How shopping around could save you up to €500 a year
HOUSEHOLDERS are missing out of savings of up to €500 a year by failing to seek out the best value for services, a government agency has found.
New research shows that tiny numbers of consumers are switching health insurance, bank accounts and television service providers.
The National Consumer Agency, which commissioned the research, said people who move to a different health insurer could save €500 a year.
Those who switched energy provider can save up to €240 a year, while big savings can be made from moving waste service provider and telephone service operator.
Consumers have been accused of inertia – doing nothing and ending up paying higher prices. Just four out of every 100 have switched bank accounts in the past year, despite both AIB and Bank of Ireland introducing new charges and fees for current accounts.
And fewer than one in 10 consumers has changed health insurance provider, even though there are now four players in the market and premiums have gone up by between 10pc and 27pc in the past year.
And small numbers have moved to get a better deal on mobile phone services and broadband.
Head of the National Consumer Agency Karen O'Leary hailed the fact that one in four consumers had now changed where they do their main grocery shopping.
High numbers moved to a different car insurer.
However, only around 16 out of 100 consumers have moved their electricity and gas accounts to a different company.
This is despite the fact that annual gas prices will have risen by €250 in past two years when a new Bord Gais hike in prices comes into effect in October.
Ms O'Leary added: "More consumers are aware that shopping around and switching providers can save them money.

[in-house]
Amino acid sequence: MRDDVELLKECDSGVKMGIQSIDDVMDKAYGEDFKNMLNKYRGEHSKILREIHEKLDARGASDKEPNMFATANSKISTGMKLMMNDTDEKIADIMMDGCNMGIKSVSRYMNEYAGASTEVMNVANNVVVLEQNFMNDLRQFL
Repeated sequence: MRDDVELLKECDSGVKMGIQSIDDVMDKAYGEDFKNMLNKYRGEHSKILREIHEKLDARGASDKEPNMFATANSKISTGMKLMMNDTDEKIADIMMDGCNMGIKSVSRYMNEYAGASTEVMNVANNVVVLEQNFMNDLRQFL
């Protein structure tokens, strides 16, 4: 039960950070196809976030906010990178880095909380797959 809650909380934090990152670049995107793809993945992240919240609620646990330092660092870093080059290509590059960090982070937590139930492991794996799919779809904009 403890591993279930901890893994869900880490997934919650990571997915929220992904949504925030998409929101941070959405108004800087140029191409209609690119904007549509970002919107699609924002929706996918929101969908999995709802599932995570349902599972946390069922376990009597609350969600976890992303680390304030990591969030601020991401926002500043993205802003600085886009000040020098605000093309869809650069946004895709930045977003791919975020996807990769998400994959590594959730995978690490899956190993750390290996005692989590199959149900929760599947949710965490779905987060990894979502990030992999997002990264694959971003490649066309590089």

"However, there is still a large level of inertia, with large numbers of consumers sticking with the same provider.
"This is surprising given the pressures on people's income and the fact that the majority of those who switched did, in fact, save money."
Many consumers still view switching as a hassle, the head of the National Consumer Agency said.
There was a big risk that householders were not making fully informed decisions by checking out all the prices in the market.
Large numbers of people who have not switched have never checked to see if a better deal is available.
The research, carried out by Behaviour and Attitudes, found that almost half of those who have not switched gas provider had never checked to see if a better deal was on offer.
And high numbers of householders have not checked out competitor prices to see if they could get cheaper electricity and telephone landline services.
Consumers reported that one of the biggest barriers to switching was a belief that that moving provider is more hassle than it is worth, but a belief that there is not much of a price difference between providers was another strong factor.
Other barriers included a distrust of the price offered and a difficulty in comparing prices.
Ms O'Leary added: "Switching may not be as difficult as you think. In recent years it has become a much simpler process in many sectors so it shouldn't take long to see if you can get a better deal and switch if it's worth your while."
She added that staying with the same provider was not in itself a bad thing, providing you made the decision on an informed basis.